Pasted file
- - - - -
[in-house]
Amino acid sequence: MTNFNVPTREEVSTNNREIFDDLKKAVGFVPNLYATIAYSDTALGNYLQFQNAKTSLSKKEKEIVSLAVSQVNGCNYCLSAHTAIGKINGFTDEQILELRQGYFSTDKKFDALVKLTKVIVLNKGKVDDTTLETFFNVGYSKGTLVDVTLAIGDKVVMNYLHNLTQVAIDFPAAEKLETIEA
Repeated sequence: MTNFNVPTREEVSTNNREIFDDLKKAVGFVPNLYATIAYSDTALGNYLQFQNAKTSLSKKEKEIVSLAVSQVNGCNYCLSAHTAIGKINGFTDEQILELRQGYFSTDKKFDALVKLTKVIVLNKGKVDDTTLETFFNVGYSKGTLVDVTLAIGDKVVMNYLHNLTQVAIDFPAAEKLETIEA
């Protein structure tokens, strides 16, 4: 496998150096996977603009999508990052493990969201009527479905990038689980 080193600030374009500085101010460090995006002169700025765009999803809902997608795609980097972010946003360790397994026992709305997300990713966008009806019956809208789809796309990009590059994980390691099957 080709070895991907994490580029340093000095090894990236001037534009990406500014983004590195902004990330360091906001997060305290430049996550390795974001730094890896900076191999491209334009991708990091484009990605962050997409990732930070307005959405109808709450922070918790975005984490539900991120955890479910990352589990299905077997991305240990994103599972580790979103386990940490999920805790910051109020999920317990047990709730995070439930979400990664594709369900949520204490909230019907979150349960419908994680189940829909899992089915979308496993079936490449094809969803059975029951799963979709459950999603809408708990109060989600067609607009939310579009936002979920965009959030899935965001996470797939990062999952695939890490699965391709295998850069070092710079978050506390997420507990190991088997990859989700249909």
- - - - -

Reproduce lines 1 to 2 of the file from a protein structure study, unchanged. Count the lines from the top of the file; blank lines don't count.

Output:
[in-house]
Amino acid sequence: MTNFNVPTREEVSTNNREIFDDLKKAVGFVPNLYATIAYSDTALGNYLQFQNAKTSLSKKEKEIVSLAVSQVNGCNYCLSAHTAIGKINGFTDEQILELRQGYFSTDKKFDALVKLTKVIVLNKGKVDDTTLETFFNVGYSKGTLVDVTLAIGDKVVMNYLHNLTQVAIDFPAAEKLETIEA